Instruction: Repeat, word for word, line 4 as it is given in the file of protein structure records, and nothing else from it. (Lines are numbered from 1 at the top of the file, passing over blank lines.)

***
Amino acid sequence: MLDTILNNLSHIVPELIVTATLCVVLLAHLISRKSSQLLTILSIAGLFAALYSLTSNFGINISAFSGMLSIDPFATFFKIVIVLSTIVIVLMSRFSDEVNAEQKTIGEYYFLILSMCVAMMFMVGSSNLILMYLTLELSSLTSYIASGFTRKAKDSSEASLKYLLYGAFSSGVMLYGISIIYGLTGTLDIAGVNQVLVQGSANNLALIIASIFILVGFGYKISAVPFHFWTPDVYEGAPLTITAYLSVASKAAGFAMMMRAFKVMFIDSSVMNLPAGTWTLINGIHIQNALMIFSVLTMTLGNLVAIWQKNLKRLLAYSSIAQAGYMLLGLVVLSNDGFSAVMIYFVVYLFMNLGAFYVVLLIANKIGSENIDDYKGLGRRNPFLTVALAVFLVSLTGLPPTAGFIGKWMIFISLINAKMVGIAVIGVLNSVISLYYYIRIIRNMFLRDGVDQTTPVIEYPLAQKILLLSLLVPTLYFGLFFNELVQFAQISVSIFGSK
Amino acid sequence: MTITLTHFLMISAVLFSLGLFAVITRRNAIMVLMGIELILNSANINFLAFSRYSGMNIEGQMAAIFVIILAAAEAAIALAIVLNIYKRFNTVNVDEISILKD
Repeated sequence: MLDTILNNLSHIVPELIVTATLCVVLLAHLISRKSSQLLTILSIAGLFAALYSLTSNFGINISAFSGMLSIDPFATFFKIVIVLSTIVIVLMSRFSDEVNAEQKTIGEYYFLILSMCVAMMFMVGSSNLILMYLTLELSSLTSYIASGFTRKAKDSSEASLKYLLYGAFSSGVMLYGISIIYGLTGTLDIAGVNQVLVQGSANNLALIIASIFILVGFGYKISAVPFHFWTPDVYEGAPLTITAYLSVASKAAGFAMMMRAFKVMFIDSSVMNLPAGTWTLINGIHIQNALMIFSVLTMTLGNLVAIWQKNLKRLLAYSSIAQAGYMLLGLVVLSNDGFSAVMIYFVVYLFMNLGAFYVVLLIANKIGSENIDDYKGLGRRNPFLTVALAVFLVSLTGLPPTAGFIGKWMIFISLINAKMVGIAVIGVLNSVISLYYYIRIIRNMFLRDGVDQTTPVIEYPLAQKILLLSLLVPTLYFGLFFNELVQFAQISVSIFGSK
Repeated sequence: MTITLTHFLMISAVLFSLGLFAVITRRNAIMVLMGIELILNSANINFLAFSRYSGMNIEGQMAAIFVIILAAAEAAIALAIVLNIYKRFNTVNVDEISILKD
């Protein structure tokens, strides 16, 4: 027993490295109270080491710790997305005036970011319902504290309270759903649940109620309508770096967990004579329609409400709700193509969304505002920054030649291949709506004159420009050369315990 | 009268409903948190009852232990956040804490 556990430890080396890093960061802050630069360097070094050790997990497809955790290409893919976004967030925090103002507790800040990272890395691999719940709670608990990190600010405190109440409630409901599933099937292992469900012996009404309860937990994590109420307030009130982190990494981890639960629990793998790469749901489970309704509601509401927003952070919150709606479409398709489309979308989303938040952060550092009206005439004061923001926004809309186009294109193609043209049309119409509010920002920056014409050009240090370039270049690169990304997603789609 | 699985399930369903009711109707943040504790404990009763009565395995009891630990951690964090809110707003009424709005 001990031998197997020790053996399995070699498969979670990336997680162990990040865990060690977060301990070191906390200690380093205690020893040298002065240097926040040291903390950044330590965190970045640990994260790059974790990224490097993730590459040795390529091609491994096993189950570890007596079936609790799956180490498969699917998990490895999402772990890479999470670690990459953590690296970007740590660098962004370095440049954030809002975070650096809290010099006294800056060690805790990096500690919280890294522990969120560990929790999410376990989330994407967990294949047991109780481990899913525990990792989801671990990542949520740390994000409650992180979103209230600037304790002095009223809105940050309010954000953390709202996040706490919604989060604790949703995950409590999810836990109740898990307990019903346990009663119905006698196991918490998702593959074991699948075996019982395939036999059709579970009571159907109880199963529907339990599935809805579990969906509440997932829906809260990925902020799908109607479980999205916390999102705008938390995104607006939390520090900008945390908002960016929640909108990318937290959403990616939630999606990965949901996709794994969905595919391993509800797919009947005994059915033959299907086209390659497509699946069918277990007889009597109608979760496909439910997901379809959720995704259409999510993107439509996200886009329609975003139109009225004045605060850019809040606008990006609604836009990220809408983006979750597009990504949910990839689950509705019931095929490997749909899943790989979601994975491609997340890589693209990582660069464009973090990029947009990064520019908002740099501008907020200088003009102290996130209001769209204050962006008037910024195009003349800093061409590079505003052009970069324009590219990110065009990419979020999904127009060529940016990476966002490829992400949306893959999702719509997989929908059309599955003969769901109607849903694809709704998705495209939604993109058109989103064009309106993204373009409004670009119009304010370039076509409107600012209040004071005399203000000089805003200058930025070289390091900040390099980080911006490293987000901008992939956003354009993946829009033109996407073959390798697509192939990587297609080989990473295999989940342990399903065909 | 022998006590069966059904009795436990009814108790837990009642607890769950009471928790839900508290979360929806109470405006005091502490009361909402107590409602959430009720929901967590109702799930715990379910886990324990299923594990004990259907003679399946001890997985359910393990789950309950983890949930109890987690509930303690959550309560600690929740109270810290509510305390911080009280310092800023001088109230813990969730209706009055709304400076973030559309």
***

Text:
Repeated sequence: MTITLTHFLMISAVLFSLGLFAVITRRNAIMVLMGIELILNSANINFLAFSRYSGMNIEGQMAAIFVIILAAAEAAIALAIVLNIYKRFNTVNVDEISILKD